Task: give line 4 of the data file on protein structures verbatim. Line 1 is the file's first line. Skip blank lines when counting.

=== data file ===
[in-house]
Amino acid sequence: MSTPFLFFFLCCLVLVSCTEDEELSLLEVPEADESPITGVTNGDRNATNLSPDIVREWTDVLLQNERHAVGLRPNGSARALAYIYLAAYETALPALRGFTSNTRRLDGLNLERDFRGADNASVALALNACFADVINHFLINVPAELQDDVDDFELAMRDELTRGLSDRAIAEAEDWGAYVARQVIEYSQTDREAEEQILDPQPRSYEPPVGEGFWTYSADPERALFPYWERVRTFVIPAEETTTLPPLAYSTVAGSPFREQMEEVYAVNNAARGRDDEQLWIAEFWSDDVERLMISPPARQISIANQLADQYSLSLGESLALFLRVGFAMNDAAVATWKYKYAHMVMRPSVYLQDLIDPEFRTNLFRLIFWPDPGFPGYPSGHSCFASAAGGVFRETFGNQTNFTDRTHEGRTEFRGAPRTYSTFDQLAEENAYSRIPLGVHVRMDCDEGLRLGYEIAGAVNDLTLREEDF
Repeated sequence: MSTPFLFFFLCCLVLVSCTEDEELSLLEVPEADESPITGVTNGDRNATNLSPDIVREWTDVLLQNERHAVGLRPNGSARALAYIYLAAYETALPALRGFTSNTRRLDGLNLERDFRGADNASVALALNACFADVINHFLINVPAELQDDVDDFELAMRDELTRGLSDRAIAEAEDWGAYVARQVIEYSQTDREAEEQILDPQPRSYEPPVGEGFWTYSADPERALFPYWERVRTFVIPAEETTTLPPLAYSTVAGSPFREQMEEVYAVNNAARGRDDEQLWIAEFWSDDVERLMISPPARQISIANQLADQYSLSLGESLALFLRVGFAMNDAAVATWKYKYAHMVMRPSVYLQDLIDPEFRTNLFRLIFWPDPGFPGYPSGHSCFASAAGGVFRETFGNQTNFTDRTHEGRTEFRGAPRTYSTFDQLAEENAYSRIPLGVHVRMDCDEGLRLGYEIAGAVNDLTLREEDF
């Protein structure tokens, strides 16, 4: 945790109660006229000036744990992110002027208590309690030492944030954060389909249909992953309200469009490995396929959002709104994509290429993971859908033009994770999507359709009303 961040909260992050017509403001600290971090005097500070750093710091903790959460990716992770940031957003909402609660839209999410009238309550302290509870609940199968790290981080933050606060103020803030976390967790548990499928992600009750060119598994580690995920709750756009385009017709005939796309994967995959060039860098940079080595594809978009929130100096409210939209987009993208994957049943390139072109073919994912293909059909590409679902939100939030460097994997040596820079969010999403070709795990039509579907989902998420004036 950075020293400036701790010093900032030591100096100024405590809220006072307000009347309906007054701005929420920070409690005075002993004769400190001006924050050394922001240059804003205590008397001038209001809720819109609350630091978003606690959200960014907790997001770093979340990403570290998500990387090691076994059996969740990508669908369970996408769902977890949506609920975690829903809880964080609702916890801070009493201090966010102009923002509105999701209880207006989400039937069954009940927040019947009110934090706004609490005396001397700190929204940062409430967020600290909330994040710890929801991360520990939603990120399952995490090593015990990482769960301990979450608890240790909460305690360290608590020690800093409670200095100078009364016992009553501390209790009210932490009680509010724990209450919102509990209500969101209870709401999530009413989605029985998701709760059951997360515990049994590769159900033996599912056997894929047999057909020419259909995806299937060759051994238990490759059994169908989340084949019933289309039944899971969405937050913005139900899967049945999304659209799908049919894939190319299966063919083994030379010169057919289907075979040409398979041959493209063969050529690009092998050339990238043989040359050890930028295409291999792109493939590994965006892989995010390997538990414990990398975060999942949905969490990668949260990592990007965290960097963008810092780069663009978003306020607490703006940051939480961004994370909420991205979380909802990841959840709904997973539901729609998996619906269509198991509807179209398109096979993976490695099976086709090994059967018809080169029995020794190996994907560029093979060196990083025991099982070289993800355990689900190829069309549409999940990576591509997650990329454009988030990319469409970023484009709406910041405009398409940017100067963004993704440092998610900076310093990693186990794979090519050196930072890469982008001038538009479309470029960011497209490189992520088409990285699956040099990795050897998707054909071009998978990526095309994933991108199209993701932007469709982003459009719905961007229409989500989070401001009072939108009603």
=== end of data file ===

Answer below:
């Protein structure tokens, strides 16, 4: 945790109660006229000036744990992110002027208590309690030492944030954060389909249909992953309200469009490995396929959002709104994509290429993971859908033009994770999507359709009303 961040909260992050017509403001600290971090005097500070750093710091903790959460990716992770940031957003909402609660839209999410009238309550302290509870609940199968790290981080933050606060103020803030976390967790548990499928992600009750060119598994580690995920709750756009385009017709005939796309994967995959060039860098940079080595594809978009929130100096409210939209987009993208994957049943390139072109073919994912293909059909590409679902939100939030460097994997040596820079969010999403070709795990039509579907989902998420004036 950075020293400036701790010093900032030591100096100024405590809220006072307000009347309906007054701005929420920070409690005075002993004769400190001006924050050394922001240059804003205590008397001038209001809720819109609350630091978003606690959200960014907790997001770093979340990403570290998500990387090691076994059996969740990508669908369970996408769902977890949506609920975690829903809880964080609702916890801070009493201090966010102009923002509105999701209880207006989400039937069954009940927040019947009110934090706004609490005396001397700190929204940062409430967020600290909330994040710890929801991360520990939603990120399952995490090593015990990482769960301990979450608890240790909460305690360290608590020690800093409670200095100078009364016992009553501390209790009210932490009680509010724990209450919102509990209500969101209870709401999530009413989605029985998701709760059951997360515990049994590769159900033996599912056997894929047999057909020419259909995806299937060759051994238990490759059994169908989340084949019933289309039944899971969405937050913005139900899967049945999304659209799908049919894939190319299966063919083994030379010169057919289907075979040409398979041959493209063969050529690009092998050339990238043989040359050890930028295409291999792109493939590994965006892989995010390997538990414990990398975060999942949905969490990668949260990592990007965290960097963008810092780069663009978003306020607490703006940051939480961004994370909420991205979380909802990841959840709904997973539901729609998996619906269509198991509807179209398109096979993976490695099976086709090994059967018809080169029995020794190996994907560029093979060196990083025991099982070289993800355990689900190829069309549409999940990576591509997650990329454009988030990319469409970023484009709406910041405009398409940017100067963004993704440092998610900076310093990693186990794979090519050196930072890469982008001038538009479309470029960011497209490189992520088409990285699956040099990795050897998707054909071009998978990526095309994933991108199209993701932007469709982003459009719905961007229409989500989070401001009072939108009603």